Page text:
Look at that canon yuri.

And one of the most refreshing things of the series is the fact that not only is there only one confirmed relationship, but it’s between two girls. Keeping up the lack of sexualisation, both Jenny and Lynn (or Rin depending on your translation) are portrayed so well, with the overused idea of their relationship being ‘risqué’ or ‘inappropriate’ kept well away. The cast are understandably surprised, but they move on quickly. Rather than playing it for laughs, it is taken very seriously, and one of the driving motivations for an entire plotline.

While I initially watched Bodacious Space Pirates in the English dub, I would definitely recommend watching the sub instead. The English cast aren’t bad, especially as they include names like Greg Ayres and Monica Rial, but after the honeymoon period had ended and I started to look at the series critically, I realised that the quality had started to slip. This is especially in the case of Chiaki, as the emotion didn’t always show through. It is difficult with her character archetype, the type which acts indifferent, but sometimes it came across more monotone than anything else.


Odango: it’s a family thing

That being said, it’s a minor superficial detail. The anime itself is an enjoyable mixture of tropes, combining sci-fi and high school drama. For those looking for the classic beach episode, don’t worry – despite the space setting, they haven’t left it out, complete with training montage. Extra-curricular clubs are as prominent as ever, with the Hakuoh Yacht Club taking centre stage for several episodes. And like, most high school anime, there’s nothing like some healthy competition between rival schools. Mix in some political intrigue, the business aspect of piracy, and a couple of very unsubtle Sailor Moon references, and you have something for everyone.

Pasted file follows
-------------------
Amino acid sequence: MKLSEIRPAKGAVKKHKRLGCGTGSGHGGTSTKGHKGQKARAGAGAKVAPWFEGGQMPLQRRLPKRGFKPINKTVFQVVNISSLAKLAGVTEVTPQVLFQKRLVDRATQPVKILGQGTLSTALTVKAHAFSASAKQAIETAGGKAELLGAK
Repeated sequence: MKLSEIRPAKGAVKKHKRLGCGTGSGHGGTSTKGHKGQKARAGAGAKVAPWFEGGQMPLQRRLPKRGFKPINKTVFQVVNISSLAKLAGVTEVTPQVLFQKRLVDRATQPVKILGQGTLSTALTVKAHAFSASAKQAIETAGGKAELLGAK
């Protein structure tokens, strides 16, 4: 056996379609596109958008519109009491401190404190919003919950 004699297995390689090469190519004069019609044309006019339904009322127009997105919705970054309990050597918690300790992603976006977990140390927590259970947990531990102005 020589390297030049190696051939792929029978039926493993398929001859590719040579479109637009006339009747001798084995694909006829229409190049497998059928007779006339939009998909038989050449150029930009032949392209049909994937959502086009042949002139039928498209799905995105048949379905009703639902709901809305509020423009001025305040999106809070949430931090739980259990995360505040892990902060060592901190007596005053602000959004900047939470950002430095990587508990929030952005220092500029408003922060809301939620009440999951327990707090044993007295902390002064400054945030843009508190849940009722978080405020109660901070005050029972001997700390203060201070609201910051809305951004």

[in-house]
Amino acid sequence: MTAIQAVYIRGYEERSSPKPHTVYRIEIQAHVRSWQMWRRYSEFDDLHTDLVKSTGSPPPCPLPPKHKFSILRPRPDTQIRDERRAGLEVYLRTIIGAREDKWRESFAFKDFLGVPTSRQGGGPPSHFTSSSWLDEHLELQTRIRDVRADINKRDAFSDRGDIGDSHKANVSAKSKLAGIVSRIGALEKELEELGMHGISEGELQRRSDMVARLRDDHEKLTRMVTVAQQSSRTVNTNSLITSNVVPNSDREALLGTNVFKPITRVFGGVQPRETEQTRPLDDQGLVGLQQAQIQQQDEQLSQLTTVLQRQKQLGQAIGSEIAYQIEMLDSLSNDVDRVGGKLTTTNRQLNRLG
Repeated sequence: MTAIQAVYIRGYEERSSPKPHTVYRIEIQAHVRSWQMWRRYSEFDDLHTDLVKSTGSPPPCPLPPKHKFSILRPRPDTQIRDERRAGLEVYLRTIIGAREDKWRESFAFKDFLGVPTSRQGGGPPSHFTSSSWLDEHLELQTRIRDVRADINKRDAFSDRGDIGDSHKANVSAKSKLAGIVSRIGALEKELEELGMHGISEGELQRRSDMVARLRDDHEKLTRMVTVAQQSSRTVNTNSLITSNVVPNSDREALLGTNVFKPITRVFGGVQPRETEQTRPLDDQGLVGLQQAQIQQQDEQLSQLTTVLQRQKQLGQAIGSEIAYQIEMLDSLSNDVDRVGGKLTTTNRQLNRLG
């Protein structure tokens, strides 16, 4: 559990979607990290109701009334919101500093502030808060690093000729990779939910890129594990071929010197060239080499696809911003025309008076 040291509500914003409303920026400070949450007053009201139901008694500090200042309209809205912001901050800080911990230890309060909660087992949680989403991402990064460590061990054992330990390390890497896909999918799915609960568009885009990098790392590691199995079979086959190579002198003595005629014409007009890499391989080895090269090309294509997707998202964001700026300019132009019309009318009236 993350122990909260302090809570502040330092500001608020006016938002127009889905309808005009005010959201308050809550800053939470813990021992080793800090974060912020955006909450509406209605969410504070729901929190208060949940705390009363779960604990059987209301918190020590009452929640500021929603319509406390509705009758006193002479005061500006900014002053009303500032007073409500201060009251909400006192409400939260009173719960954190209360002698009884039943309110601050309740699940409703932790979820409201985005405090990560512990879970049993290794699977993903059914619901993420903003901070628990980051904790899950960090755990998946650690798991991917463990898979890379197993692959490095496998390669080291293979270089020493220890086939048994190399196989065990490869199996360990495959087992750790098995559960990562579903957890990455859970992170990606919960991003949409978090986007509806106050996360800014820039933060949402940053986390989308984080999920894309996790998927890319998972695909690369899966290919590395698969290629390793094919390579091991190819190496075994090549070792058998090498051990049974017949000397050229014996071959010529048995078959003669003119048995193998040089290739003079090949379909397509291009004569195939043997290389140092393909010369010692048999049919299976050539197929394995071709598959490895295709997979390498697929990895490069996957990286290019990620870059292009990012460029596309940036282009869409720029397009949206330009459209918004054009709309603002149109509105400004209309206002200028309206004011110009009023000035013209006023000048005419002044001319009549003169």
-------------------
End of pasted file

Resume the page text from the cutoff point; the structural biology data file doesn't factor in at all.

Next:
To be completely honest, ‘lesbian space pirates’ were the only three words I needed to fall in love. I was lucky enough that the series followed through on its promises, surpassing my expectations and giving me everything I could have asked for.


Shoujo is one of the most popular demographics of anime, boasting famous titles such as Sailor Moon, Princess Tutu, and Fruits Basket in their archives.  And a major genre of shoujo anime is romance, making up a vast majority of series. To celebrate Valentine’s Day, here’s a countdown of the top three anime that the genre has to offer*.

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Sailor Moon R (Series 2) 美少女戦士セーラームーンR

Usagi Tsukino and the rest of the Sailor Senshi are back, but not so ready to kick ass.

After the defeat of Queen Beryl, the girls returned to Earth with no recollection that they’d just saved the planet. It’s up to Luna and Artemis to restore their memories, but now the world is safe don’t the Senshi deserve a peaceful, normal life?

Unfortunately for them, a new threat appears, and they’re called to action once more.

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Gekkan Shoujo Nozaki-kun 月刊少女野崎くん

If you are a shameless fan of the “notice me senpai” trope in its purest, most unadulterated form, this is the anime for you.

The course of true love never did run smooth, and doesn’t Chiyo Sakura know it. After finally building up the courage to confess her love to the titular Nozaki, he misinterprets what she was actually trying to say. It is revealed that he is the mangaka of the popular shoujo manga “Let’s Fall in Love”, working under the nom de plume Sakiko Yumeno. Nozaki thinks that she is expressing love for his work (rather than the author himself) and gives her his autograph. Due to Sakura’s involvement in the art club, Nozaki enlists her to ‘beta’ his manga and help with the inking of upcoming chapters. Sakura decides to use this time with Nozaki to get closer to him, so the pair end up working together. Continue reading